Taking over a regime many perceived as dictatorial, defensive and had grown complacent, new All Whites coach Anthony Hudson is pledging to breathe fresh oxygen into the lungs of New Zealand Football.
While the review of the All Whites' failed 2014 World Cup qualification campaign has been controversially kept under wraps, it appears Hudson, who quit as Bahrain's manager to succeed Ricki Herbert, knew exactly what people wanted to hear when he was unveiled in Auckland today.
In outlining his vision for the national men's team, many of Hudson's points tackled elements of the programme widely criticised, particularly over the last four years, under Herbert's regime - with particular emphasis on forward thinking and future achievement.
''I want to go to the World Cup. I want to make history with the All Whites by going further than we've ever gone,'' Hudson said at a press conference today.
''Overall, just a real positive and aggressive manner to how we approach games. That style of play will colour everything we do.
''As soon as possible there will be, I don't want to use the word overloaded, but certainly we will try and show the players as much as possible through videos, different forms of analysis, meetings, working on the training pitch, ways of learning philosophy and teaching how we want to play.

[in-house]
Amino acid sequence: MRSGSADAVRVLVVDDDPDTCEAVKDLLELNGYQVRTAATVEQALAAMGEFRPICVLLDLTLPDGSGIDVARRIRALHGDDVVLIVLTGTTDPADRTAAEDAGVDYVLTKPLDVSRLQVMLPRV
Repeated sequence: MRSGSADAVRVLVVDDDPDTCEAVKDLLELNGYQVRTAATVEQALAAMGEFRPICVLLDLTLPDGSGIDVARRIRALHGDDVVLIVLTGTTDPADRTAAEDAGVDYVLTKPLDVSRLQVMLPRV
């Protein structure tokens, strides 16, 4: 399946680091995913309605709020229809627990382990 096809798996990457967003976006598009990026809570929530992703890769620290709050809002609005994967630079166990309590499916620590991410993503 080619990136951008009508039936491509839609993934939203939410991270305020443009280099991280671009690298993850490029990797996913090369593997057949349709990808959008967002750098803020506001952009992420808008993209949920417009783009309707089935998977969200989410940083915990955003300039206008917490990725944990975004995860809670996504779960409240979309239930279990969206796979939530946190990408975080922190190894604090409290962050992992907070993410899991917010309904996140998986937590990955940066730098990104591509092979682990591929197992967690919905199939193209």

''You will see a team that goes out to try and win games by being organised, incredibly organised.
''[But] It's not just results, it's about relationships.''
Ending the nine-month window since Herbert's departure, Hudson arrives with a compressed but fast-rising CV, having been an assistant at Tottenham Hotspur before taking the Bahrain job - and now his second national post at age 33.
Hudson says his age and ambition ''is a perfect fit'' for the situation the All Whites currently find themselves in - and had been watching for Herbert's departure for the last four years.
''I've had a keen eye since the 2010 World Cup. I'd been really interested in how New Zealand got to the World Cup and their achievements in South Africa. Since then I've always followed the All Whites,'' he said.
''I'd made it clear for a very long time, I'd always been interested in the All Whites. When the job came about I'd made it known to people close to me there was a place in a national team I was very interested in.
''At a young age, I've achieved a lot. Coupled with where the All Whites are at the moment, it's a really good fit. There's so much going on behind the scenes and so much being planned. I'm really keen to get started.''
The specifics of that start now rest on how quickly Hudson's immigration requirements can be met - with New Zealand Football optimistic Hudson will be granted his visa requirements in time for the All Whites' friendly against Uzbekistan next month.
The news is also good for interim All Whites coach Neil Emblen, who Hudson said will remain assistant coach of the team.
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